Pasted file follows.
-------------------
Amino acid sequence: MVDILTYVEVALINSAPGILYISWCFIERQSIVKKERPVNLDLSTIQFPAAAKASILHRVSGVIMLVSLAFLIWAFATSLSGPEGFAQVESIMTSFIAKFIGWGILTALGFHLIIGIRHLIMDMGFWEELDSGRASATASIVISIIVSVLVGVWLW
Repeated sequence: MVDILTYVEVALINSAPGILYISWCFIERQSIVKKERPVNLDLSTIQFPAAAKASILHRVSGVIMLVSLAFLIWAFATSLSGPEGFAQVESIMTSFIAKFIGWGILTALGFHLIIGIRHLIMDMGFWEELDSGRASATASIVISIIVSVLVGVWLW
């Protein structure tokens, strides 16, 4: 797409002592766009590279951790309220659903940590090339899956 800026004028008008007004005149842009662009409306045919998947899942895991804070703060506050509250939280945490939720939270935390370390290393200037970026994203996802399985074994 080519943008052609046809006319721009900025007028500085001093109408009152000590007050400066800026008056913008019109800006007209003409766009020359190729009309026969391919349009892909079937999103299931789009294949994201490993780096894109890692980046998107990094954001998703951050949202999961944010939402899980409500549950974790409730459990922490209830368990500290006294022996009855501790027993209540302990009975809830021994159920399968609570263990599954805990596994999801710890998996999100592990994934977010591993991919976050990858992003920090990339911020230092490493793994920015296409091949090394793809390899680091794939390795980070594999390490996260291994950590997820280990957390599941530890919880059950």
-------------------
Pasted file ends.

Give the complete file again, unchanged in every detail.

Amino acid sequence: MVDILTYVEVALINSAPGILYISWCFIERQSIVKKERPVNLDLSTIQFPAAAKASILHRVSGVIMLVSLAFLIWAFATSLSGPEGFAQVESIMTSFIAKFIGWGILTALGFHLIIGIRHLIMDMGFWEELDSGRASATASIVISIIVSVLVGVWLW
Repeated sequence: MVDILTYVEVALINSAPGILYISWCFIERQSIVKKERPVNLDLSTIQFPAAAKASILHRVSGVIMLVSLAFLIWAFATSLSGPEGFAQVESIMTSFIAKFIGWGILTALGFHLIIGIRHLIMDMGFWEELDSGRASATASIVISIIVSVLVGVWLW
């Protein structure tokens, strides 16, 4: 797409002592766009590279951790309220659903940590090339899956 800026004028008008007004005149842009662009409306045919998947899942895991804070703060506050509250939280945490939720939270935390370390290393200037970026994203996802399985074994 080519943008052609046809006319721009900025007028500085001093109408009152000590007050400066800026008056913008019109800006007209003409766009020359190729009309026969391919349009892909079937999103299931789009294949994201490993780096894109890692980046998107990094954001998703951050949202999961944010939402899980409500549950974790409730459990922490209830368990500290006294022996009855501790027993209540302990009975809830021994159920399968609570263990599954805990596994999801710890998996999100592990994934977010591993991919976050990858992003920090990339911020230092490493793994920015296409091949090394793809390899680091794939390795980070594999390490996260291994950590997820280990957390599941530890919880059950």